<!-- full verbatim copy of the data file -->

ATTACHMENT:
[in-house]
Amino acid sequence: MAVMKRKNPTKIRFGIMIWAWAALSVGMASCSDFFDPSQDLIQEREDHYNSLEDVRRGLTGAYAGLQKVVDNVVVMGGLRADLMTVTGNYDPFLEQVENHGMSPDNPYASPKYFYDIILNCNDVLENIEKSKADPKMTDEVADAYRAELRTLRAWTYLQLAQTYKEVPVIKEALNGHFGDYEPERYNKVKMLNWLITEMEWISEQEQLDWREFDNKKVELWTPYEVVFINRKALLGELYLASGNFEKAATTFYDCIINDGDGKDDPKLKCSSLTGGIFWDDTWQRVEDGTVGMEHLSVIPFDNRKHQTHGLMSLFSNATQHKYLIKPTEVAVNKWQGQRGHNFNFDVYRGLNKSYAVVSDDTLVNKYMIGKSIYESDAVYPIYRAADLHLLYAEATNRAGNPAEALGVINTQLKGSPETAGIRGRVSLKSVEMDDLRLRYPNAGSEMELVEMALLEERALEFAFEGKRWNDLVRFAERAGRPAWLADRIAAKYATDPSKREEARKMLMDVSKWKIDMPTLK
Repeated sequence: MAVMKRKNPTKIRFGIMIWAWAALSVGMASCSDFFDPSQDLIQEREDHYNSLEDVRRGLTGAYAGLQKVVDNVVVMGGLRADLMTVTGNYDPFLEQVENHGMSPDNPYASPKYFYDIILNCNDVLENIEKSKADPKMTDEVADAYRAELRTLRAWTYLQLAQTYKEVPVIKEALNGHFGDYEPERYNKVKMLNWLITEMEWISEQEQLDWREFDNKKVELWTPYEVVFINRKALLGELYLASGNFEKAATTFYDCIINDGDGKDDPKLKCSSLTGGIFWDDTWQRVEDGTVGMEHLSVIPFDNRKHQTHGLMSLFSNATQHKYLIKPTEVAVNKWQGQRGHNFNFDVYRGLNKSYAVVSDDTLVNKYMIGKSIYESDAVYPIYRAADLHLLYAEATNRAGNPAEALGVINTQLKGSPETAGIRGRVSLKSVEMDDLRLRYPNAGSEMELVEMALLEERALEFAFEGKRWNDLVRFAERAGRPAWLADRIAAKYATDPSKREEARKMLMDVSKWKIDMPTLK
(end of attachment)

[in-house]
Amino acid sequence: MAVMKRKNPTKIRFGIMIWAWAALSVGMASCSDFFDPSQDLIQEREDHYNSLEDVRRGLTGAYAGLQKVVDNVVVMGGLRADLMTVTGNYDPFLEQVENHGMSPDNPYASPKYFYDIILNCNDVLENIEKSKADPKMTDEVADAYRAELRTLRAWTYLQLAQTYKEVPVIKEALNGHFGDYEPERYNKVKMLNWLITEMEWISEQEQLDWREFDNKKVELWTPYEVVFINRKALLGELYLASGNFEKAATTFYDCIINDGDGKDDPKLKCSSLTGGIFWDDTWQRVEDGTVGMEHLSVIPFDNRKHQTHGLMSLFSNATQHKYLIKPTEVAVNKWQGQRGHNFNFDVYRGLNKSYAVVSDDTLVNKYMIGKSIYESDAVYPIYRAADLHLLYAEATNRAGNPAEALGVINTQLKGSPETAGIRGRVSLKSVEMDDLRLRYPNAGSEMELVEMALLEERALEFAFEGKRWNDLVRFAERAGRPAWLADRIAAKYATDPSKREEARKMLMDVSKWKIDMPTLK
Repeated sequence: MAVMKRKNPTKIRFGIMIWAWAALSVGMASCSDFFDPSQDLIQEREDHYNSLEDVRRGLTGAYAGLQKVVDNVVVMGGLRADLMTVTGNYDPFLEQVENHGMSPDNPYASPKYFYDIILNCNDVLENIEKSKADPKMTDEVADAYRAELRTLRAWTYLQLAQTYKEVPVIKEALNGHFGDYEPERYNKVKMLNWLITEMEWISEQEQLDWREFDNKKVELWTPYEVVFINRKALLGELYLASGNFEKAATTFYDCIINDGDGKDDPKLKCSSLTGGIFWDDTWQRVEDGTVGMEHLSVIPFDNRKHQTHGLMSLFSNATQHKYLIKPTEVAVNKWQGQRGHNFNFDVYRGLNKSYAVVSDDTLVNKYMIGKSIYESDAVYPIYRAADLHLLYAEATNRAGNPAEALGVINTQLKGSPETAGIRGRVSLKSVEMDDLRLRYPNAGSEMELVEMALLEERALEFAFEGKRWNDLVRFAERAGRPAWLADRIAAKYATDPSKREEARKMLMDVSKWKIDMPTLK